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"And just like that, we're back to where we started," noted Matt Phillips in an article published on June 8 in the New York Times. He made the observation as, on Monday, the S&P 500, a leading stock market index, scaled back above where it began 2020 - before the pandemic sent the U.S. economy pausing and plunging. It goes without saying that right now is a complex time to be managing our money. In order to make some sense of this uncharted territory, the Coudert Institute recently gathered a panel of financial experts to share their wisdom as part of our ongoing GARDEN CHATS programming. We are most grateful to our Board Chairman Bill Johnston for facilitating this incredibly timely discussion with Scott Sandstrom and Putnam Kling of Spearhead Capital, along with Diego Urrutia of JP Morgan Private Bank. In conversation, the panel explores some of the reasons for the current market's unpredictability as well as highlighting the investment challenges and opportunities such conditions deliver. It is our hope that their insights and expertise will serve you as we continue to navigate these uncertain times.

So... Where Do You Find Yield Today?

This million dollar question is among the inquiries the group tackled as they sat down last week in the gardens at Villa Fiori. "I think you have to be very discerning in looking at alternatives and private equity in order to find yield at this time," cautions Putnam Kling, a Wealth Management Director and ESG Specialist at Spearhead. Diego Urrutia, a Private Banking Client Advisor in JP Morgan's Palm Beach office sees the current market variability as a potential entry point for short term trading. "You've seen a lot of volatility," he notes. To the extent that there are some short term products out there where you are selling volatility, you're going to get rewarded pretty handsomely. There are some very interesting yielding opportunities out there... you just have to be very selective."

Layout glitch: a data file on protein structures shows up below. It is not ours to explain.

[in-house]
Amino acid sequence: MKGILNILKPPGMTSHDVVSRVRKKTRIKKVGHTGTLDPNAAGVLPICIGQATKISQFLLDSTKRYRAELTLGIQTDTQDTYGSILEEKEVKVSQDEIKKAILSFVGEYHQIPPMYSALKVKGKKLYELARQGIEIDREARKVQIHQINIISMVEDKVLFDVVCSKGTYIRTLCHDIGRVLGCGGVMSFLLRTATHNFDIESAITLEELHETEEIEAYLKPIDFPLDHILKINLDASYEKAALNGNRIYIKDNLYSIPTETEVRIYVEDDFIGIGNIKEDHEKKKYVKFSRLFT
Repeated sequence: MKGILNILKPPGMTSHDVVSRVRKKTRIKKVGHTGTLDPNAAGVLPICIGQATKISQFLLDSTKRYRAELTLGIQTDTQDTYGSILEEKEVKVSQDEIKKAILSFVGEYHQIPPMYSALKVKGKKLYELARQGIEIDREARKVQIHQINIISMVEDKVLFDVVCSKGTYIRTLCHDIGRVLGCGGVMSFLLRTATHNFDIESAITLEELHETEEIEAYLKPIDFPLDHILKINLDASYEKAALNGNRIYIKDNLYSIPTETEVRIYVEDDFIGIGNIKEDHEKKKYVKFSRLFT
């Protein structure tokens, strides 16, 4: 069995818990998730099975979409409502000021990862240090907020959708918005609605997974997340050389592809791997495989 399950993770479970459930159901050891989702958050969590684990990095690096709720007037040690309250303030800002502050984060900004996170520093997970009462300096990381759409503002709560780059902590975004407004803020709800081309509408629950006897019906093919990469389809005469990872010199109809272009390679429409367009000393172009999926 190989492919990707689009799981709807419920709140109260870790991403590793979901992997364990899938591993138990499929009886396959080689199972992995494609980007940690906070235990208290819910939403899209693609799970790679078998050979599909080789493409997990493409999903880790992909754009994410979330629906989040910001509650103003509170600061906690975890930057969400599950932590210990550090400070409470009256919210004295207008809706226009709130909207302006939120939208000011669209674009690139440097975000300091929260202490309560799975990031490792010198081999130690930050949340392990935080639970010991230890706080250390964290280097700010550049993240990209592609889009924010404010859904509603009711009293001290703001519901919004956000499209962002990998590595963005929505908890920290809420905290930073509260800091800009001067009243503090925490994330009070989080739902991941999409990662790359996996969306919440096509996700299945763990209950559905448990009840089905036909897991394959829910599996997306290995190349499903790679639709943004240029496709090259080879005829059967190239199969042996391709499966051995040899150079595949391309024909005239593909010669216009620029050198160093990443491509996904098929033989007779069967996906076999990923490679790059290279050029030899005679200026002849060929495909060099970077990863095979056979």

Spearhead Capital's Scott Sandstrom, a Partner & Senior Managing Director of Liquid Market Strategies, describes his boutique firm as, "three companies under one roof". Founded in 2011, the Wellington-based firm offers clients broker/dealer services, insurance consulting as well as wealth management advisory. "We want to look at the entire client balance sheet to make sure that not only the asset allocation is correct, but also the asset location is correct," points our Sandstrom as the conversation launches. We are fortunate to have such a wealth of financial experts at our disposal here in the Palm Beach community, and are pleased to share some of that with you through this new episode of GARDEN CHATS. Enjoy the full conversation, Navigating the Current Investment Landscape, by clicking HERE.

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"At the heart of solitude lies a paradox: look long and hard enough at yourself in isolation and suddenly you will see the rest of humanity staring back."